Almost all termite colonies have a specialised soldier caste that has evolved to defend the nest. Soldier termites have a number of defensive mechanisms, including mouthparts that are designed to bite and tear apart intruders, and large, plug-like heads that will prevent invading ants from gaining access to the colony.

There are also species in which the soldiers have evolved in unique ways. In a recently discovered subspecies of drywood termites, the soldiers have long, slender snapping mandibles that resemble sticks. These stick-like mouthparts are capable of producing one of the highest acceleration speeds that has ever been measured in a living organism, and they are not used for biting. Instead the soldiers will strike the enemy brutally.

The drywood termite species to which these soldiers belong is known as roisinitermes. Their battle technique involves snapping the mandibles together, creating tremendous pressure against each other, before they snap, tearing any opponent in their path. This adaptation is surprising since it is present in only one species of the drywood family, and this has led scientists to ponder how this particular species evolved into a completely different evolutionary lineage.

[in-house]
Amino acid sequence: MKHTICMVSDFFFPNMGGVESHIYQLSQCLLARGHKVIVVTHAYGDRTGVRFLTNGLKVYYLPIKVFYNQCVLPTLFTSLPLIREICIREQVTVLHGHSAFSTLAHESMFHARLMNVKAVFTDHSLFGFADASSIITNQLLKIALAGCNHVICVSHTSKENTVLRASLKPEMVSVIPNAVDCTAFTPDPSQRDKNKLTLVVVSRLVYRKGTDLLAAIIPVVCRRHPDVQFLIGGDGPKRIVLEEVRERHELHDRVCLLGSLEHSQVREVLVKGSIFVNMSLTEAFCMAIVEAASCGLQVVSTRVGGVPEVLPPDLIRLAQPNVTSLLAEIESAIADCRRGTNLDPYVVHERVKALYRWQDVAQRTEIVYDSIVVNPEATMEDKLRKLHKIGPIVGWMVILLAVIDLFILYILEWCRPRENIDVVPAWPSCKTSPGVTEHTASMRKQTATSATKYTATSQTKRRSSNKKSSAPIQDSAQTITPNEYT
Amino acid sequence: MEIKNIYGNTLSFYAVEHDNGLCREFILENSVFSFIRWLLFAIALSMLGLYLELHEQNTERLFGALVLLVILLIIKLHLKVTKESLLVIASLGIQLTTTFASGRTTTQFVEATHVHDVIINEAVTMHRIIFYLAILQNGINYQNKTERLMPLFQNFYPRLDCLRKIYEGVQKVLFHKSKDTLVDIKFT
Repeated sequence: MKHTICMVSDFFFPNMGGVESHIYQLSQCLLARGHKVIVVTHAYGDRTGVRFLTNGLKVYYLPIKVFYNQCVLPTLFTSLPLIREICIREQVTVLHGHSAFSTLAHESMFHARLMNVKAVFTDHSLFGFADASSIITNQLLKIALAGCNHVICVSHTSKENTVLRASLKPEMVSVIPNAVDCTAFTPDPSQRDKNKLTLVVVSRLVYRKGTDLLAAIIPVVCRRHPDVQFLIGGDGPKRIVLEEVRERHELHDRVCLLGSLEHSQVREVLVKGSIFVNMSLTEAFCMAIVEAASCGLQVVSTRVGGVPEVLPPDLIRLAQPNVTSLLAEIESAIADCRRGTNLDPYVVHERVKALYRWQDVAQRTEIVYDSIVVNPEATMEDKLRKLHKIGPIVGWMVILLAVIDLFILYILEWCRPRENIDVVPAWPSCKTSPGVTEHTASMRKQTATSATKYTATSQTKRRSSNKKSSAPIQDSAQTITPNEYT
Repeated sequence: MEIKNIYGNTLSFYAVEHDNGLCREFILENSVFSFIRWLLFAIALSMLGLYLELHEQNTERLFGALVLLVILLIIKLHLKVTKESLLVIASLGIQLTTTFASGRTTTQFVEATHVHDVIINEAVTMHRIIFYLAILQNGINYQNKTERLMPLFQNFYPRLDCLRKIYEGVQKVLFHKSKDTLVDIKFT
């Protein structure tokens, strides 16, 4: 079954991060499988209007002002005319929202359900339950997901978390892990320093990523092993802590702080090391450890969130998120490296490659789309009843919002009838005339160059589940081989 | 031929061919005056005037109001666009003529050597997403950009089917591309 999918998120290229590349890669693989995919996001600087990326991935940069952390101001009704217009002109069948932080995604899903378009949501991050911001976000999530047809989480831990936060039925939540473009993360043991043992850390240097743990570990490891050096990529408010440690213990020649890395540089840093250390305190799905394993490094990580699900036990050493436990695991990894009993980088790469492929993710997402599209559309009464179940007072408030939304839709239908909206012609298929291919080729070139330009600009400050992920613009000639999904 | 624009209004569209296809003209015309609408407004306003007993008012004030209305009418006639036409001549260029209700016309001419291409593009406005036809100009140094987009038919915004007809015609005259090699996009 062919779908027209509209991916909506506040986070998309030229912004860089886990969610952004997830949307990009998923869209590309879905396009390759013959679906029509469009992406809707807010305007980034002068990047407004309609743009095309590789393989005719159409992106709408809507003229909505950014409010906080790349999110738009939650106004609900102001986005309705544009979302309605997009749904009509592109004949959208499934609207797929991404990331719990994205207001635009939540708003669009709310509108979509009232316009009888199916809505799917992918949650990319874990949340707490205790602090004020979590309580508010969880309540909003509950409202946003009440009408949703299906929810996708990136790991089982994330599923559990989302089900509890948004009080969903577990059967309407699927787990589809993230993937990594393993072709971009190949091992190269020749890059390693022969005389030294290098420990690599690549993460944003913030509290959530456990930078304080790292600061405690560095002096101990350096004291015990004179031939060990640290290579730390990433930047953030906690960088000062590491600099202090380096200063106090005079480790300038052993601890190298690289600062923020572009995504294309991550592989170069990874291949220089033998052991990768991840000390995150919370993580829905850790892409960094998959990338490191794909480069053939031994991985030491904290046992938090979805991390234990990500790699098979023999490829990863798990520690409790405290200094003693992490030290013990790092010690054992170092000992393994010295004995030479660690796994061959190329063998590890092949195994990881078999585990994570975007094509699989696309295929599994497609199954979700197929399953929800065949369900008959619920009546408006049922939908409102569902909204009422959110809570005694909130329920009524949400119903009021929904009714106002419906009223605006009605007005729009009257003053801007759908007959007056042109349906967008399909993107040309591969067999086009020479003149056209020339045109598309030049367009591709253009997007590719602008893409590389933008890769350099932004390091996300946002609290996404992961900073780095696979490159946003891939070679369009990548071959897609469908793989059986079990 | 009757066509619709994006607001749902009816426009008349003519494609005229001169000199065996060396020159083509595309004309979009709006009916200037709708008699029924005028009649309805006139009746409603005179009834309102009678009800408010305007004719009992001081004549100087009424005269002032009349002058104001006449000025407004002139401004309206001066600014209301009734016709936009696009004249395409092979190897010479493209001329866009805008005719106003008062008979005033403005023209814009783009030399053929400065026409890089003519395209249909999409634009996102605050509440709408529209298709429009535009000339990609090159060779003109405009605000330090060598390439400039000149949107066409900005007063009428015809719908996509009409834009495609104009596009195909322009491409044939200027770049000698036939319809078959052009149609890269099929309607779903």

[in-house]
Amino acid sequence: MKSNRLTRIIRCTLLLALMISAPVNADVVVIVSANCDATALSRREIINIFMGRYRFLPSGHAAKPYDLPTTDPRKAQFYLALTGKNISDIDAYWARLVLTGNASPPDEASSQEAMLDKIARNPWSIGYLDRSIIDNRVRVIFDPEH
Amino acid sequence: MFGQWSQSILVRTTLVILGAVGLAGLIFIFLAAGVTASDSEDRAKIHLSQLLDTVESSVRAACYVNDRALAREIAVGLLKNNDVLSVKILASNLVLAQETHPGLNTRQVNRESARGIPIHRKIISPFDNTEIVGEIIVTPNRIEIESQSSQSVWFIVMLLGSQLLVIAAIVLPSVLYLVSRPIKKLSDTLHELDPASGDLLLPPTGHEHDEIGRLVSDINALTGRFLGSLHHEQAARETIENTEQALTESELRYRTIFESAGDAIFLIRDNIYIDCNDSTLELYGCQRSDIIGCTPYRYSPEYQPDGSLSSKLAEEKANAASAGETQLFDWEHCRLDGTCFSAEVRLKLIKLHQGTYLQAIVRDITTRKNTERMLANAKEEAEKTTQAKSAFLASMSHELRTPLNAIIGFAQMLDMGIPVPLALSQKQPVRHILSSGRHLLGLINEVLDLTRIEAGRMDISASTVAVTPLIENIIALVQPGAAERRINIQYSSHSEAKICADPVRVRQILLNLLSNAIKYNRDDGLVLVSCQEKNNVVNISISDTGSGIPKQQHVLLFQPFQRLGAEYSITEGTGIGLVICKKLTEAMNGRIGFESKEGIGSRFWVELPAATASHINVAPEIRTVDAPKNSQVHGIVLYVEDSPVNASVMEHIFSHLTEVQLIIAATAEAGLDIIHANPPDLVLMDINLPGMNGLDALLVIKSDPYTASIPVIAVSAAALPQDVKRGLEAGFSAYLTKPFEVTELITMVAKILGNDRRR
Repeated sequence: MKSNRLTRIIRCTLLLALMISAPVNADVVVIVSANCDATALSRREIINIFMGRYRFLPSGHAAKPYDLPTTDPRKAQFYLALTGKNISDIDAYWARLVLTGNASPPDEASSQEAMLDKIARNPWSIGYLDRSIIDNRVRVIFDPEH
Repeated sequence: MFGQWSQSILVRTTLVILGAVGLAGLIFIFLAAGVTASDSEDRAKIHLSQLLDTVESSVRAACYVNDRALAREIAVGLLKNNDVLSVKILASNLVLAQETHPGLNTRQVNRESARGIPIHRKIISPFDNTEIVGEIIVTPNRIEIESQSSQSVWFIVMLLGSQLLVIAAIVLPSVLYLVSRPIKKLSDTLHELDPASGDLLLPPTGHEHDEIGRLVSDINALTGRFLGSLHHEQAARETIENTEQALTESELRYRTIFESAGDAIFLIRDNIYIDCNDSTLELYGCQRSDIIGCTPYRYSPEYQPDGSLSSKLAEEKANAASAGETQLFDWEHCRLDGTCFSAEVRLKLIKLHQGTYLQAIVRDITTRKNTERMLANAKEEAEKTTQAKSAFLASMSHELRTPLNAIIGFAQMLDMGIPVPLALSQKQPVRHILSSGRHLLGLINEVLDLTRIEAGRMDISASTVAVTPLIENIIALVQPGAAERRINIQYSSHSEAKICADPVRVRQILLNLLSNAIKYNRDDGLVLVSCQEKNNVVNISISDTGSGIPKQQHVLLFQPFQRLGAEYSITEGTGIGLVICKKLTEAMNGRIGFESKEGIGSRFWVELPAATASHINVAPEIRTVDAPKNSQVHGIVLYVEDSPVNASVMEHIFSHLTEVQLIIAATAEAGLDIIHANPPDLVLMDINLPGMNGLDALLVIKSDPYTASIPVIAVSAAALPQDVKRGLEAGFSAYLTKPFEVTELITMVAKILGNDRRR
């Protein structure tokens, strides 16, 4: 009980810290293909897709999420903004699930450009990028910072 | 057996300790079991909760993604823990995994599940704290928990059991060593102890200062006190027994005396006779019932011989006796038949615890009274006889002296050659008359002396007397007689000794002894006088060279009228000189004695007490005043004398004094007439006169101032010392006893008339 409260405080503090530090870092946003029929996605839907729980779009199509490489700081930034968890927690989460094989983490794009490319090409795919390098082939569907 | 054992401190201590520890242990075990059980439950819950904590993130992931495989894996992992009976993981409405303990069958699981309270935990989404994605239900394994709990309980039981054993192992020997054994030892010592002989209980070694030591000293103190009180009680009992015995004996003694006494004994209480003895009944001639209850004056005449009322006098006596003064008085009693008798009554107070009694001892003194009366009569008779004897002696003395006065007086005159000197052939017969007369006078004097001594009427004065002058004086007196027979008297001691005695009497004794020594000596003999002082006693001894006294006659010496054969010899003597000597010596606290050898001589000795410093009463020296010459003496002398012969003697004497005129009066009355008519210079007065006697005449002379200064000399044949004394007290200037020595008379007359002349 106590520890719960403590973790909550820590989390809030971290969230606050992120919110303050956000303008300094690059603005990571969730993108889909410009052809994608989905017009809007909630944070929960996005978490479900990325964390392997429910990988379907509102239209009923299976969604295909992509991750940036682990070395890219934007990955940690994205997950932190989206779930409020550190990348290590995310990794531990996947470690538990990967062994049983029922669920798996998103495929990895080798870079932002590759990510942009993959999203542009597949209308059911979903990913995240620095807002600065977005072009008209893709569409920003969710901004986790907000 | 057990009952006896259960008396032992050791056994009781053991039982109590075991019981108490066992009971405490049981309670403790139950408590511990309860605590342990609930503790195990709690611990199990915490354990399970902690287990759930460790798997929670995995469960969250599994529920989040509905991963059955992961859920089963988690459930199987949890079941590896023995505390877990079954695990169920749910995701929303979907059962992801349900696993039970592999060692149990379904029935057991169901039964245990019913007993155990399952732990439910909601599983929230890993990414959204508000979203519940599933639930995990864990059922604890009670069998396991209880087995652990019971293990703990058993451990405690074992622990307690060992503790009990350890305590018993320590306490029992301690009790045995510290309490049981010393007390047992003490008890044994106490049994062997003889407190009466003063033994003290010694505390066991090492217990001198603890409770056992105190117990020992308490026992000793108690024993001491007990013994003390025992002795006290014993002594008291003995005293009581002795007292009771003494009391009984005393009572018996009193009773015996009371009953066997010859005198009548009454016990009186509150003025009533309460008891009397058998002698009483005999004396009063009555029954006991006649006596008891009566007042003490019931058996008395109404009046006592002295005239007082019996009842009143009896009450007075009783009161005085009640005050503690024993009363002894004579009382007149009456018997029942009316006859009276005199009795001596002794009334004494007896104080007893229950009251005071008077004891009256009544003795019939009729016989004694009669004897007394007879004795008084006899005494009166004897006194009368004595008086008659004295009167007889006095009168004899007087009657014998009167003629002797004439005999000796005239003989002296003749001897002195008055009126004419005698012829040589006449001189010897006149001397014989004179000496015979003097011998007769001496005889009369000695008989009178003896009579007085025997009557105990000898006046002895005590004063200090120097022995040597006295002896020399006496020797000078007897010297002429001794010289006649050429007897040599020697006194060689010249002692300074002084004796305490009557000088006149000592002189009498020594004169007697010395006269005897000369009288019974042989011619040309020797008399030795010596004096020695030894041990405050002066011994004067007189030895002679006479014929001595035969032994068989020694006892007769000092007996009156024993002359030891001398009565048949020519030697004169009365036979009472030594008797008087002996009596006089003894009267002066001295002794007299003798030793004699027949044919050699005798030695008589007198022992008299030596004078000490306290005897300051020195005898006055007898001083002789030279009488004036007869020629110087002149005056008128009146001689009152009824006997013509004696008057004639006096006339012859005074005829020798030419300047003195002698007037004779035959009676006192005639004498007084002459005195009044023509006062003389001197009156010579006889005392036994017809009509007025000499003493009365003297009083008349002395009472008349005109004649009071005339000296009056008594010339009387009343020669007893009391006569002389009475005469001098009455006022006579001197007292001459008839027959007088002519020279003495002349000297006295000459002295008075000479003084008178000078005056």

For most drywood termites however, the soldiers look and behave in similar manners. Soldiers can be found in many eusocial insect species, but they are particularly essential to termites, because they have to deal with ant invasions all the time, which can be quite destructive, and which often wipe out entire colonies of termites.

Certain species of ants are known to be bigger and stronger than termites, so the soldiers have their work cut out for them. They will use their powerful mandibles in melee combat trying to fend off the invaders, and when that fails, they will use their large heads to create blockages inside the galeries of the colony. These blockages will buy the rest of the colony time to evacuate, relocate, or organize before the ants break through and reach the queen and the brood.

Termite soldiers however are no match for humans. They will very rarely bite a human, and their bite is known to cause slight irritation. They are also incapable of defending the nest against our powerful insecticides. For drywood termites in particular, a pest control pro will either use a spot treatment if the infestation is localized, or a fumigation, if the infestation is widespread throughout the house. If you would like to know more about drywood termite control or to set up an appointment, contact us today.

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